Con: Dynamic Urls

Since all pages are rendered when the site is built, dynamic urls can be tricky. Nuxt has no way of knowing all possible urls so you'll have to add some code to feed it the urls to render. A crawler was recently introduced to help reduce this problem.

Build Modes In Action

Now that we've covered the basics, let's dive in and see what these modes look like.

Server Side Rendering

To build your Nuxt project using Server Side Rendering (SSR) you need to ensure your target is server in your Nuxt config file. If the property is missing, that's fine, it's the default.

  target: 'server',

If you created your project using Nuxt Create App, just run yarn build to build it. If that script isn't in your package.json file, then you can run the build by running yarn nuxt build.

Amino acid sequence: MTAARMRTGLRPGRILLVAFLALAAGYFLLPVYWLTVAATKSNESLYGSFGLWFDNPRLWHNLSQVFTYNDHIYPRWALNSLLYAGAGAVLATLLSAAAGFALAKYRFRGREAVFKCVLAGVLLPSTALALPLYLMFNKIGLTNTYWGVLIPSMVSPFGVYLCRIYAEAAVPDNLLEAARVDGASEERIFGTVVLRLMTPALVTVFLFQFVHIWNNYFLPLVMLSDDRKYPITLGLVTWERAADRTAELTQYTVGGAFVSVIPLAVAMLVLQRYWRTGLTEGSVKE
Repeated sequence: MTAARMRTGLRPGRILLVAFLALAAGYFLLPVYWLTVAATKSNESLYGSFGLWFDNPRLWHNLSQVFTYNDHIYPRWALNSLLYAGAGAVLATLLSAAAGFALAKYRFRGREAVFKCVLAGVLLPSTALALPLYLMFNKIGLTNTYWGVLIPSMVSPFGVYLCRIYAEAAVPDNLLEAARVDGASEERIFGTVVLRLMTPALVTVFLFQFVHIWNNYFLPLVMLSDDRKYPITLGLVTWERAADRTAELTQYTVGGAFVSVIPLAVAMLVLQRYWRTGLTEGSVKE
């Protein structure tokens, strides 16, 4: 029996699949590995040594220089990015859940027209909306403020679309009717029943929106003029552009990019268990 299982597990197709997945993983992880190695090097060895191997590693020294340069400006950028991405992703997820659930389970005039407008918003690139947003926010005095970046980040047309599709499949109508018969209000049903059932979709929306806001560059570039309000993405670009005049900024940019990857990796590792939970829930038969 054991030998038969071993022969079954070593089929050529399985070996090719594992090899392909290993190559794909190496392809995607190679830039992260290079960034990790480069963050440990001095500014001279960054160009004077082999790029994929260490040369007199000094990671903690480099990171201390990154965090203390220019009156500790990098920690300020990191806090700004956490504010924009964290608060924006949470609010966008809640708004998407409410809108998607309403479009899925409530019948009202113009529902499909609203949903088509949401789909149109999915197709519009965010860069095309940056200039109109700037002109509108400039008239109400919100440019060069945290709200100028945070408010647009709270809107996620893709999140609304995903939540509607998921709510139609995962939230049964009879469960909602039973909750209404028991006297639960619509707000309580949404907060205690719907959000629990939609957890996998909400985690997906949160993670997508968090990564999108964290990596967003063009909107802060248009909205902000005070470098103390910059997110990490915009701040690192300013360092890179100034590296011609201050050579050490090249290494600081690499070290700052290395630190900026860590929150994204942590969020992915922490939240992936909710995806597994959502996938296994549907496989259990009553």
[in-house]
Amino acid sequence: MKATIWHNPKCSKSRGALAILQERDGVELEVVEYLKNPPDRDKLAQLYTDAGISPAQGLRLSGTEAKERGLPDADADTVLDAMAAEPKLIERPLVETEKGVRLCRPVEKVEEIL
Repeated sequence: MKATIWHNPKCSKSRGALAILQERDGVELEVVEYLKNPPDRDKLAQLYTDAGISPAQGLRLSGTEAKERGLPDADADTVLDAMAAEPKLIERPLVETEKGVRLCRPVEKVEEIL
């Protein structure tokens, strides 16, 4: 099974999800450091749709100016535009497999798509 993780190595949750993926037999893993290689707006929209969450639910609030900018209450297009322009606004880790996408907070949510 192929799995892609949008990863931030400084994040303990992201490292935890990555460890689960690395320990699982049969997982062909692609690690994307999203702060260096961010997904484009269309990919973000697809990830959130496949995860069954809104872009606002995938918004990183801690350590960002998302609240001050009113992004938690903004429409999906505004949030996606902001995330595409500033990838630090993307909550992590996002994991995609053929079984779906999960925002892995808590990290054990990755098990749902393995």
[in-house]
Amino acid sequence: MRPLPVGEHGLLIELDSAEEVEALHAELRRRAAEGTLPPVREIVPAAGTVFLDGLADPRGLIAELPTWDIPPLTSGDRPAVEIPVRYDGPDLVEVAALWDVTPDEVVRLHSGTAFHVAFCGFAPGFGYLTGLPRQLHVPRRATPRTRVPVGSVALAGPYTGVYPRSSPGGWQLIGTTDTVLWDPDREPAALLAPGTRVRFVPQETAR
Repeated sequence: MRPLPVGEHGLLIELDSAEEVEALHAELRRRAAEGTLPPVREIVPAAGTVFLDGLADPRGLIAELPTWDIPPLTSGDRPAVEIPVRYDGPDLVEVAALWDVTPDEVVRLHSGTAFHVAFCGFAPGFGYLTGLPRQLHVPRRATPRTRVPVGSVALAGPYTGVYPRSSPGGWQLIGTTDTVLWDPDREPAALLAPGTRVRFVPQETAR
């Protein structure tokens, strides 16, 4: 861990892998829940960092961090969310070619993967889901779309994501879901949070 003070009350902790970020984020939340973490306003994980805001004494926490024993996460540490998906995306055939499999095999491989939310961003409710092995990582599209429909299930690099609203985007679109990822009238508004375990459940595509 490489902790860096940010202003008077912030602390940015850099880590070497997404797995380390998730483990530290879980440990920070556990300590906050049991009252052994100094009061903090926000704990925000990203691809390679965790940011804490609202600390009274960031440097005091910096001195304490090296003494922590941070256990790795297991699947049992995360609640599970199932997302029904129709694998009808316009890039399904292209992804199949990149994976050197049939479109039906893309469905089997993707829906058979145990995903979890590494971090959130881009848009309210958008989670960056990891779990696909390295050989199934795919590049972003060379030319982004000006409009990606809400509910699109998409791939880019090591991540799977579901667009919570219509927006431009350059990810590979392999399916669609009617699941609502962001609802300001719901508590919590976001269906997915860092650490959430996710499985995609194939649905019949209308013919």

This starts a build process that creates two sets of bundles, one group for server and another for client.

nuxt server side rendering console output

After the build is complete you can run yarn start to start your project.

nuxt server side rendering console output server running


To build your static (pre-rendered) site, you have to make sure target is set to static in your nuxt.config.js file.

  target: 'static',

This time, to build your site you have to run yarn generate. If you don't have that script setup in your package.json file, then it's yarn nuxt generate

Just like server-side rendering, Nuxt will generate a client side bundle. But, for the server bundle what it really does is build the generator that will pre-render all of your pages.

nuxt building for server and client side

Toward the end of the build you can see a list of routes that Nuxt generated.

nuxt routes static files generated

Even though there isn't a server built into the project, Nuxt still lets you preview what this would look like by running it's own internal server using yarn start (or yarn nuxt start)

nuxt server side rendering running

SPA Build